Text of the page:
[quote]Christian Thibaudeau wrote:
By saying that you are “an athlete” you don’t give much info.
A football player is an “athlete” and so is a gymnast. Both require power and strength but their training wont be alike at all. I would need more info. For example a linebacker will benefit from added muscle mass even is his weight goes up but a long jumper should try to keep his body weight lower while increasing strength and power (a lighter body is easier to propel in the air far).
Can an athlete do “bodybuilding work”? Sure, but to what extend depends on your level of development and the need of your sport.
An athlete who is undersized or one that is frequently injured could benefit from more muscle even if that added muscle doesn’t directly increase his speed or power.
However at one point it becomes a question of investing your resources in the right place. Your body has a limited capacity to positively respond to training. You can’t just pile on more and more work and expect everything to always be alright.
You have a maximum amount of “training money” (amount of work you can do) to invest, and that money should be spent on what will give you the most benefit as an athlete.
You didn’t mention your sport. But you mentioned improving your explosiveness and strength. So I will assume that it’s a sport in which you need speed, explosiveness, agility and the capacity to overcome an adversary (or heavy implement).
If these are the things you need to excel in your sport, right off the bat, without even talking abiut strength training you’ll need to do jumps, sprints and agility drills. Not to mention conditioning work if you need some endurance.
That cuts into the amount of lifting work you can do. And if you have to practice your sport, that also reduces the amount of lifting you can do.
For lifting itself the first priority is to do the lifts that will help you be a better athlete.
Understand that LIFTING DOESN’T IMPROVE YOUR ATHLETIC PERFORMANCE. Lifting makes your muscles stronger and more powerful, but it doesn’t directly lead to an increase in performance. You need to become efficient at utilizing your new capacities during your sport, which is why if you don’t run, jump and practice your sport you will not see that much improvement.
The main objective of lifting for an athlete should be to get stronger overall. That’s your no.1 priority. Lifts like the deadlift, military press, push press, squat, front squat, bench press and chin-ups are all things in which you need to (1) become very strong and (2) become very strong with perfect technique and body positions.
The second objective (performance-wise) is to use lifting exercises to build power. I’m partial to the olympic lifts. They are by far the best option to build explosiveness with a lifting exercise. However if you can’t do them properly and can’t find a coach who can teach you, it might not be the best option.
You can also do speed work a la Westside in which you do the basic movements (squat and bench for example) with 50-60% done for sets of 3-5 reps as explosively as possible. Not as effective as the olympic lift variations, but a good alternative.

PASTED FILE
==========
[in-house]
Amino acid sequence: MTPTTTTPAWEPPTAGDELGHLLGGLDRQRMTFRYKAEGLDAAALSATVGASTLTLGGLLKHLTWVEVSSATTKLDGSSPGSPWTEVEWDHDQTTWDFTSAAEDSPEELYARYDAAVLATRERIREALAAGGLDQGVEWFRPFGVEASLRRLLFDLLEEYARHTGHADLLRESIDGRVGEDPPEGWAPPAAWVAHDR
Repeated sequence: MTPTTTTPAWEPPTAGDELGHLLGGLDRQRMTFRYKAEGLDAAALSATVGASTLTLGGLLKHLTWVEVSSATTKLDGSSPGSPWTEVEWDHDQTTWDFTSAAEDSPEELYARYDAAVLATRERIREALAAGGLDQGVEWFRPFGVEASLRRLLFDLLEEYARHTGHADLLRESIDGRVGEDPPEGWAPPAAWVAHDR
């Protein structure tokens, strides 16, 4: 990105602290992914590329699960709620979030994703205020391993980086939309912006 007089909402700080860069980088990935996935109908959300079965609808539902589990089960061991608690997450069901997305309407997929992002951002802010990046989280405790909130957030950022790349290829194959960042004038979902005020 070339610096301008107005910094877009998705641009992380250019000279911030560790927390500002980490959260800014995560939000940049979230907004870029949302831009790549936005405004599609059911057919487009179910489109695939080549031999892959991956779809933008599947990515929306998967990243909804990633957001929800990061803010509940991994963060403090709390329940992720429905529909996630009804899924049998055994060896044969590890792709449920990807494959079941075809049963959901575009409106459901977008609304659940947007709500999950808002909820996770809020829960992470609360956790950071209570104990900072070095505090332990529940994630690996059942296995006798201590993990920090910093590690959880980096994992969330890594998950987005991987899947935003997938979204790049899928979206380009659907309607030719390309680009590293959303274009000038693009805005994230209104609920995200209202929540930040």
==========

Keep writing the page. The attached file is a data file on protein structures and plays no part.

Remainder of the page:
There are also loaded ballistic exercises like jump squats with 20-30% of your max back squat, jump lunges with 10-15% of your body weight and medicine ball throws.
The third objective is to reduce the risk of injuries. This means strengthening the core, smaller muscle groups like the rotator cuff muscles and doing mobility/activation work.
When that is all done well you can think about adding isolation/bodybuilding work.
When I worked with a lot of high level athletes I would either give them 10 minutes of “beach work” at the end of their session or allocate half a workout per week for bodybuilding/ego work.
The 10 minutes of beach work was basically a free period where the athletes could do whatever they wanted as long as:
- it was only isolation exercises
- it was kept fairly light (6 reps or more)
- it didn’t interfere with the next workout (e.g. if they bench presses on tuesday they couldn’t do pecs, delts or triceps isolation work on monday)
- it didn’t last more than 10 minutes (YES we used a timer)
- it was done at the end of the workout, when everything was done
The second option was doing 30 minutes of bodybuilding work once a week, as the second half of the least demanding performance workout.[/quote]
First of all CT, thank you very much for that response! Very helpful! I should have specified which sport I’m involved in- MMA. I have trained for years, but it is more of a hobby for me and a way too stay in shape. I’m not scheduled for any fights, and I go to school full time at the moment, so I only get to train in MMA two or three times a week.
As of right now, I am lifting four times a week and adding jump rope, sprints (and incline treadmill sprints) as well as core training into my weekly routine.
Basically, I want to keep my speed, explosiveness and agility as I’m not training as much as I would like to for MMA. I just need to follow the right template and I should be good to go.
Thank you for you time, CT!